Black running crew files federal discrimination lawsuit against Boston Marathon and Newton Police

BOSTON — A Black-led running group has filed a federal discrimination lawsuit against the Newton Police Department and the Boston Athletic Association claiming police targeted and singled-out Black spectators during last year’s Boston Marathon.

The lawsuit, filed by Lawyers for Civil Rights on behalf of TrailblazHers Run Co., asks the court “to enjoin racial profiling and harassment against the running group and its members.” The lawsuit, filed Thursday in federal court in Boston, also seeks redress for emotional distress and trauma caused by last year’s incident.

“Today, we send a clear message to the BAA and to all police departments along the Marathon route: the law does not tolerate racial profiling,” Mirian Albert, senior staff attorney at Lawyers for Civil Rights, said in a statement on Friday. “We are prepared to seek immediate court intervention if BAA or local police engage in the type of discriminatory conduct that spectators of color endured last year in Newton.”

The Boston Athletic Association issued the following statement regarding the lawsuit on Friday: “We are confident that the B.A.A. and our partners are prepared for a Boston Marathon that is welcoming to the 30,000 participants, spectators and eight cities and towns along the route. We are focused on creating a joyous experience for all. While the B.A.A. is aware of the complaint, we have not yet had the opportunity to review it.”

Last April, the Boston Athletic Association issued an apology on the matter, saying that they should have done more to create a more welcoming and supportive environment along the 26.2 mile race route. Black members of two running clubs, PIONEERS Run Crew and TrailblazHers Run Co., said they were singled out by police with “surveillance and aggressive treatment” while watching the 2023 Boston Marathon.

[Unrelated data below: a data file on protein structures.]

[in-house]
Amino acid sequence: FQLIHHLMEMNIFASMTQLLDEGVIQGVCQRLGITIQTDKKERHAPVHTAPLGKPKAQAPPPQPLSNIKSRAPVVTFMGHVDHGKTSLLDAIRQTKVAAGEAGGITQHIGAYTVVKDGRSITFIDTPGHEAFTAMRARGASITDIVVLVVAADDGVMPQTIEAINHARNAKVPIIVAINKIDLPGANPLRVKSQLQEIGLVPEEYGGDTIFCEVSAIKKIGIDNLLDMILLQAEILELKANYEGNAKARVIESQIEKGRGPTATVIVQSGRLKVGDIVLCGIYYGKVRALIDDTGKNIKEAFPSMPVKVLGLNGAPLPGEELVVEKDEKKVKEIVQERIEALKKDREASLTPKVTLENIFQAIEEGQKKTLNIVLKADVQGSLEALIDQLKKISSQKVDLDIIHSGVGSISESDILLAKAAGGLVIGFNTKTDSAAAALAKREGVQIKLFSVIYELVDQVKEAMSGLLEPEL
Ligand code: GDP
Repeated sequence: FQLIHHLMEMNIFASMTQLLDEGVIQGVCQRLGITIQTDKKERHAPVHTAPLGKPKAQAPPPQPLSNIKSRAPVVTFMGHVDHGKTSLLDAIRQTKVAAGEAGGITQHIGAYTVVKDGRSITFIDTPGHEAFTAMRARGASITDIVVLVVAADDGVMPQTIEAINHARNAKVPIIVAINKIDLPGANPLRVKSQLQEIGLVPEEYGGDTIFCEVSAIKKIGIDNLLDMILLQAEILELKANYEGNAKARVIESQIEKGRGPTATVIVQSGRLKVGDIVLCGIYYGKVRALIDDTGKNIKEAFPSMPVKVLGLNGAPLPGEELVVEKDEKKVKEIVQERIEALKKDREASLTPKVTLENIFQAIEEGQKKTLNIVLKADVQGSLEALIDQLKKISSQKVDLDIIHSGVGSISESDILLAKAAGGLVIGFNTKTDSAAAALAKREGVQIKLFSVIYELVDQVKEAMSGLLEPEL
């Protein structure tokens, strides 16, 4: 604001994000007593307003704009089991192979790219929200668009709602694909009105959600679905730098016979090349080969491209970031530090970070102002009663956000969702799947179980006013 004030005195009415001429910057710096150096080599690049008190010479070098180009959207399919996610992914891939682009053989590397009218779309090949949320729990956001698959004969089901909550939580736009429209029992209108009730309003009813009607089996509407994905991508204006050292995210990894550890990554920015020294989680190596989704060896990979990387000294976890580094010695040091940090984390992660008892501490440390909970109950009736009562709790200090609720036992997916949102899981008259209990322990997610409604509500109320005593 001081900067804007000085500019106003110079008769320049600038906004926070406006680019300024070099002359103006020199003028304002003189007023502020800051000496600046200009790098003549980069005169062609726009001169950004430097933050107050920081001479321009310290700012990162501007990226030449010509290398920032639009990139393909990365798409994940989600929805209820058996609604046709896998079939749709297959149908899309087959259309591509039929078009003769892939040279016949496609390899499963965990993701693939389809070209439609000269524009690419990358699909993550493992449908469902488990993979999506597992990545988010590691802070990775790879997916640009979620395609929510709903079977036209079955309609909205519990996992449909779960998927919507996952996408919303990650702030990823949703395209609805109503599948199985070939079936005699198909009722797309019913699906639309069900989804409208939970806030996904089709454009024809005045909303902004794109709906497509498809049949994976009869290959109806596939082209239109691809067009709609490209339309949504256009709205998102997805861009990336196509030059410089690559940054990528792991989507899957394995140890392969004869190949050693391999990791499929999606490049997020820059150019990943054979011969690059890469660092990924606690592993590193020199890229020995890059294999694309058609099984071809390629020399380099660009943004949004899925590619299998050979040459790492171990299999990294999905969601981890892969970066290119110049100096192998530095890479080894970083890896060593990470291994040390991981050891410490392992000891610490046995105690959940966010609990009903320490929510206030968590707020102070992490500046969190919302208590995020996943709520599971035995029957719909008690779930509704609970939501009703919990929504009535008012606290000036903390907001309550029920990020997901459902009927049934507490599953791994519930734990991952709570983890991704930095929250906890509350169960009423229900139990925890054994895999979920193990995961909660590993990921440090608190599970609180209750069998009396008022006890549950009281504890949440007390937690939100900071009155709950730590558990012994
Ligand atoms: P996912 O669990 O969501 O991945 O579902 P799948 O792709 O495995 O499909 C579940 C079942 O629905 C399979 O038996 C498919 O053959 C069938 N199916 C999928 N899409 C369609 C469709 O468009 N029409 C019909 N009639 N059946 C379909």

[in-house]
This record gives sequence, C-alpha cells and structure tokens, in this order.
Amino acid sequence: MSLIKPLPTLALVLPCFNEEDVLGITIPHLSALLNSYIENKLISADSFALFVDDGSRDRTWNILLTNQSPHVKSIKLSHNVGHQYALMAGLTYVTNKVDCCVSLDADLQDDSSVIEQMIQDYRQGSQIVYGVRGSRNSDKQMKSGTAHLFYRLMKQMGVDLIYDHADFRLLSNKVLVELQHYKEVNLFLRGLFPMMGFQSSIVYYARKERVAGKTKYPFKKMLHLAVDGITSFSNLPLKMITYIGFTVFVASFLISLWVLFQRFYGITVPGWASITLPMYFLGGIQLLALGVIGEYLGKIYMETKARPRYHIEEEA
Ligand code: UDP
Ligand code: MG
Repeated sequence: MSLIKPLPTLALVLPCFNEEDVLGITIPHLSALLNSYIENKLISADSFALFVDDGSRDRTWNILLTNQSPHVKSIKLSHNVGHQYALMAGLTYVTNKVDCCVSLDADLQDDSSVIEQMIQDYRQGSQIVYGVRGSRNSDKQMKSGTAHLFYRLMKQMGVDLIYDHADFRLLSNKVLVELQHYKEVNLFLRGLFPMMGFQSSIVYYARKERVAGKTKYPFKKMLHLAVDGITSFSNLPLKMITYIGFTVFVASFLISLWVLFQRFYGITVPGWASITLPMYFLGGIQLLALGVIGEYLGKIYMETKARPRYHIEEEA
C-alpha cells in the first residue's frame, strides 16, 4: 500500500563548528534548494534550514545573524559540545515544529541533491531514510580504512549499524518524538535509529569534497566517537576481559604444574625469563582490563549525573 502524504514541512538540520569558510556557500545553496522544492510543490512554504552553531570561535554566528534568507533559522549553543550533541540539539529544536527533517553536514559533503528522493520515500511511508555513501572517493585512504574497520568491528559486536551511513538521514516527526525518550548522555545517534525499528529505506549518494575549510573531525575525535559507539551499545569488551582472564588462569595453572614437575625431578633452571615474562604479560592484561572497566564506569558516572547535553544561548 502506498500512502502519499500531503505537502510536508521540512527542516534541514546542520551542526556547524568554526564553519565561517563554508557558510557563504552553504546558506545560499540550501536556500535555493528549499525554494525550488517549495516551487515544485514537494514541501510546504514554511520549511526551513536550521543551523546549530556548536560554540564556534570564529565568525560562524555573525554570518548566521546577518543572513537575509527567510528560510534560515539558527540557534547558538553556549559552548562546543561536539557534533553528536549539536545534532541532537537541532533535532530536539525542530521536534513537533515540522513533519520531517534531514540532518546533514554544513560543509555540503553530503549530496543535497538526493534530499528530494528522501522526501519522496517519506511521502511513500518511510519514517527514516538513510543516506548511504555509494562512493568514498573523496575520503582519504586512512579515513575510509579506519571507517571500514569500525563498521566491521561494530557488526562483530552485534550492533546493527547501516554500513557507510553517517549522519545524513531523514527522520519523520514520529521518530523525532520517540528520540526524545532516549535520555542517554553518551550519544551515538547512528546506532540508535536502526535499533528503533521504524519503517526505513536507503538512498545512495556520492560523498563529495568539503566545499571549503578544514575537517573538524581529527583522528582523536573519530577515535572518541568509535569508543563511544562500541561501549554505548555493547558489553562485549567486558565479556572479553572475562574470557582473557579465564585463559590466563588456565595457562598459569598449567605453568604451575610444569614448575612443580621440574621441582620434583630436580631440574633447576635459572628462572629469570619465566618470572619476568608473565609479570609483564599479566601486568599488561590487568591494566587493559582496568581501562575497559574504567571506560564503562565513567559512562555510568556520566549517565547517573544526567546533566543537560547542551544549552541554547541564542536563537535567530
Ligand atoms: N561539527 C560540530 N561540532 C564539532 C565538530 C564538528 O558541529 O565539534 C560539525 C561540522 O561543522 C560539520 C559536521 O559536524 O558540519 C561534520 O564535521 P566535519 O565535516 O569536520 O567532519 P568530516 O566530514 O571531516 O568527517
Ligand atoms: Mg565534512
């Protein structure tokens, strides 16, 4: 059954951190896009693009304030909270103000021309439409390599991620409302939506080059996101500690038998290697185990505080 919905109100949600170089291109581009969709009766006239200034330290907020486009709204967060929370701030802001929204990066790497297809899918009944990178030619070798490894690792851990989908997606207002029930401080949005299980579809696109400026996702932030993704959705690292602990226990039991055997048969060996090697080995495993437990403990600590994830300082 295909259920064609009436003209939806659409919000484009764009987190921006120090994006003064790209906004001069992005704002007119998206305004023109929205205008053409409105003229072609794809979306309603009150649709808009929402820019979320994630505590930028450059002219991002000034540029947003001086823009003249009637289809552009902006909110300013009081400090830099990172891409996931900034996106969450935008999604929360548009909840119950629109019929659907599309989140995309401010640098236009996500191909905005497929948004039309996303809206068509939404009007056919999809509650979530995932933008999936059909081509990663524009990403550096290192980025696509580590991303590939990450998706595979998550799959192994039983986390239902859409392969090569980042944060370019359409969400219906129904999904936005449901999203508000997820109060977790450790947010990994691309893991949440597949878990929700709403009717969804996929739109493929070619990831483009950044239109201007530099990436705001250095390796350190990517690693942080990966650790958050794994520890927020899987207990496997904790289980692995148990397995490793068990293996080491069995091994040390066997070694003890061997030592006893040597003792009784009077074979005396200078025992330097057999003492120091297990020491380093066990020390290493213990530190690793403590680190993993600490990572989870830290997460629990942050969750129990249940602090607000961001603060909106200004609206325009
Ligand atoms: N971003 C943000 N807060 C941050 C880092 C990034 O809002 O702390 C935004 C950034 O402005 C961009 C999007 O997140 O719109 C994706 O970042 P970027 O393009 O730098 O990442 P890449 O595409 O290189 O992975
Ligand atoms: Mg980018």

This week, the Boston Athletic Association issued another statement in response to media questions around a Jan. 17 letter that Boston Athletic Association President and CEO Jack Fleming sent to Westwood Police Chief Jeff Silva, who serves as president of the Metropolitan Law Enforcement Council.

The Boston Athletic Association said in a statement that the apology was recognizing the role police play. In that statement, Fleming said, “Simply put, the Boston Athletic Association (B.A.A.) did not do a good job last year communicating the longstanding policy that we need a clear course – free of spectators or other disruptions – to assure our 30,000 participants have an unobstructed path for all 26.2 miles.”

“By not clearly and consistently communicating that policy or creating clear delineation around where spectators can view the race, we did a disservice to all spectators and the police that we rely on to help maintain a clear course,” the B.A.A. statement said. “We have appreciated the opportunity to review these issues with all parties and take responsibility for our role. We are making every effort to assure that the policies are clear in advance of this year’s race and that all can experience an enjoyable race day.”

“My message to the Metropolitan Law Enforcement Council was focused on the important role they play and to acknowledge that omission in our message,” Fleming said.

Frances Ramirez, founder of TrailblazHers, said in a statement that she took issue with the apology the Boston Athletic Association recently issued to police about last year.

“That is completely backwards,” Ramirez said. “They should be apologizing to us – the spectators of color who were racially profiled and harassed. The BAA clearly approved the discrimination we experienced last year. BAA CEO Jack Fleming’s lack of acknowledgement of the Boston Running Collaborative, a collective of BIPOC running crews and leaders of Boston that the BAA created, during a recent news interview was insulting and degrading to the work we have done together.”